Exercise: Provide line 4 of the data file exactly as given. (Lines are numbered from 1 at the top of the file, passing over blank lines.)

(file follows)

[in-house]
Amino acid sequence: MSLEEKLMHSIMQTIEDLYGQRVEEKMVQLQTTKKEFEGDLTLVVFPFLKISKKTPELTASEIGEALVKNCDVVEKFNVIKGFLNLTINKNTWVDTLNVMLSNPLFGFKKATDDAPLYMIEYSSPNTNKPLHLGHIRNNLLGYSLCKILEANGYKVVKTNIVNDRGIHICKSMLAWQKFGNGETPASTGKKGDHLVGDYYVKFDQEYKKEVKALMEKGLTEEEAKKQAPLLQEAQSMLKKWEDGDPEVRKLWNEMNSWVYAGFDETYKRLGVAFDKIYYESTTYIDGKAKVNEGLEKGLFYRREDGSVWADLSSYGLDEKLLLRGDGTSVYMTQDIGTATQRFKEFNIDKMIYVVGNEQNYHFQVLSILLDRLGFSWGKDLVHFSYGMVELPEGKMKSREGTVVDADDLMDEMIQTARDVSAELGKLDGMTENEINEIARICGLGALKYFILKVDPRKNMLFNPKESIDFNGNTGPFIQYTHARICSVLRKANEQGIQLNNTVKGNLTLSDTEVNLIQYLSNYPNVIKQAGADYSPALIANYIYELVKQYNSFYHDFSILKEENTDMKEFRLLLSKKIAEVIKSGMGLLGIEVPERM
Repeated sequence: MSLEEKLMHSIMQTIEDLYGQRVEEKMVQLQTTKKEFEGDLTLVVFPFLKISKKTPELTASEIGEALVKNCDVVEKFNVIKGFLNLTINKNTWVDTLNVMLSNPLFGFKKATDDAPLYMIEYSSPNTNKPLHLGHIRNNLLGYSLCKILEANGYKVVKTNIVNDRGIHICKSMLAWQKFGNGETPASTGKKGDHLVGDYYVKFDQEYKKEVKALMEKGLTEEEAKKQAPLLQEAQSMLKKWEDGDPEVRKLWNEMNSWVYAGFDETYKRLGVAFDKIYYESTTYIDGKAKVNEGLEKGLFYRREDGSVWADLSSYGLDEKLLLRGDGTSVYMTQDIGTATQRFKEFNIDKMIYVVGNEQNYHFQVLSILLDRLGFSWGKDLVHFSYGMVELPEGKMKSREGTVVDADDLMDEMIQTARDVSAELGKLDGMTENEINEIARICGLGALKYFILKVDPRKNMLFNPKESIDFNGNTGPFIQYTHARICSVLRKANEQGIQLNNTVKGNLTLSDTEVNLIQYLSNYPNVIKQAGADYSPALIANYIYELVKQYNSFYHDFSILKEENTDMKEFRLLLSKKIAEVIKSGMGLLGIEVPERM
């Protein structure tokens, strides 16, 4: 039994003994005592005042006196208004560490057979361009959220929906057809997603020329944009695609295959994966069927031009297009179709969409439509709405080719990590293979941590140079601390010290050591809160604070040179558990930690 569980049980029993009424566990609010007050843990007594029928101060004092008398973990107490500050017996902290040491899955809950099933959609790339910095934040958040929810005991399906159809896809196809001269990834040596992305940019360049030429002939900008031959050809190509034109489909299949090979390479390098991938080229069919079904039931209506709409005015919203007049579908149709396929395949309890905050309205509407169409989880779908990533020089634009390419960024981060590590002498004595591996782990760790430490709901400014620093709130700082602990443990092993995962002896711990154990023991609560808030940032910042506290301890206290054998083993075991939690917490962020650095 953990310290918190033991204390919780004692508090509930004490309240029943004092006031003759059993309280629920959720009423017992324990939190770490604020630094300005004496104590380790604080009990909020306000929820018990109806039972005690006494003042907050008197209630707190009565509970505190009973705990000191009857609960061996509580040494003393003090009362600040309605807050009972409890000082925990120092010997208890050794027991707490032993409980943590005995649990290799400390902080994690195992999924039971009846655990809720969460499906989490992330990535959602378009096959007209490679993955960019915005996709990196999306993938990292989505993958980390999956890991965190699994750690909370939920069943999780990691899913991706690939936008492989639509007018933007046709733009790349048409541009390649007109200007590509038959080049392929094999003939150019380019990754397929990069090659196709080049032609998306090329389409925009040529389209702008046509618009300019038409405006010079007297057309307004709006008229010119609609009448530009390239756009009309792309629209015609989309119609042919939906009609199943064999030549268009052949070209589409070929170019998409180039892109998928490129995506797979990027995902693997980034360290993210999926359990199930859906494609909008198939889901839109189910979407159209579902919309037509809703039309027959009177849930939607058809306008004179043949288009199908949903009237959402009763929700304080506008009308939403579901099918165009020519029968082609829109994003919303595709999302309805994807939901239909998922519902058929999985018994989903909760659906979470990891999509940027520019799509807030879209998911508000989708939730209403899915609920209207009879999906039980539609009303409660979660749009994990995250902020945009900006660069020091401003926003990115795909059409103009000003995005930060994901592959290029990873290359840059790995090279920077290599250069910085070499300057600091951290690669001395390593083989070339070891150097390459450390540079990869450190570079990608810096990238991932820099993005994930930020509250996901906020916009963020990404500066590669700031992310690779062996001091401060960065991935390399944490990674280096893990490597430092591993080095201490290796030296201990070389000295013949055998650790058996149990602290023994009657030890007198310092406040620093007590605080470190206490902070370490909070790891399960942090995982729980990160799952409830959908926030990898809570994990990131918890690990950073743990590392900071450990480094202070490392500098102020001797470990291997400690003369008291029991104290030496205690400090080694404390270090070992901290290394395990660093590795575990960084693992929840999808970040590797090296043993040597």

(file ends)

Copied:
């Protein structure tokens, strides 16, 4: 039994003994005592005042006196208004560490057979361009959220929906057809997603020329944009695609295959994966069927031009297009179709969409439509709405080719990590293979941590140079601390010290050591809160604070040179558990930690 569980049980029993009424566990609010007050843990007594029928101060004092008398973990107490500050017996902290040491899955809950099933959609790339910095934040958040929810005991399906159809896809196809001269990834040596992305940019360049030429002939900008031959050809190509034109489909299949090979390479390098991938080229069919079904039931209506709409005015919203007049579908149709396929395949309890905050309205509407169409989880779908990533020089634009390419960024981060590590002498004595591996782990760790430490709901400014620093709130700082602990443990092993995962002896711990154990023991609560808030940032910042506290301890206290054998083993075991939690917490962020650095 953990310290918190033991204390919780004692508090509930004490309240029943004092006031003759059993309280629920959720009423017992324990939190770490604020630094300005004496104590380790604080009990909020306000929820018990109806039972005690006494003042907050008197209630707190009565509970505190009973705990000191009857609960061996509580040494003393003090009362600040309605807050009972409890000082925990120092010997208890050794027991707490032993409980943590005995649990290799400390902080994690195992999924039971009846655990809720969460499906989490992330990535959602378009096959007209490679993955960019915005996709990196999306993938990292989505993958980390999956890991965190699994750690909370939920069943999780990691899913991706690939936008492989639509007018933007046709733009790349048409541009390649007109200007590509038959080049392929094999003939150019380019990754397929990069090659196709080049032609998306090329389409925009040529389209702008046509618009300019038409405006010079007297057309307004709006008229010119609609009448530009390239756009009309792309629209015609989309119609042919939906009609199943064999030549268009052949070209589409070929170019998409180039892109998928490129995506797979990027995902693997980034360290993210999926359990199930859906494609909008198939889901839109189910979407159209579902919309037509809703039309027959009177849930939607058809306008004179043949288009199908949903009237959402009763929700304080506008009308939403579901099918165009020519029968082609829109994003919303595709999302309805994807939901239909998922519902058929999985018994989903909760659906979470990891999509940027520019799509807030879209998911508000989708939730209403899915609920209207009879999906039980539609009303409660979660749009994990995250902020945009900006660069020091401003926003990115795909059409103009000003995005930060994901592959290029990873290359840059790995090279920077290599250069910085070499300057600091951290690669001395390593083989070339070891150097390459450390540079990869450190570079990608810096990238991932820099993005994930930020509250996901906020916009963020990404500066590669700031992310690779062996001091401060960065991935390399944490990674280096893990490597430092591993080095201490290796030296201990070389000295013949055998650790058996149990602290023994009657030890007198310092406040620093007590605080470190206490902070370490909070790891399960942090995982729980990160799952409830959908926030990898809570994990990131918890690990950073743990590392900071450990480094202070490392500098102020001797470990291997400690003369008291029991104290030496205690400090080694404390270090070992901290290394395990660093590795575990960084693992929840999808970040590797090296043993040597």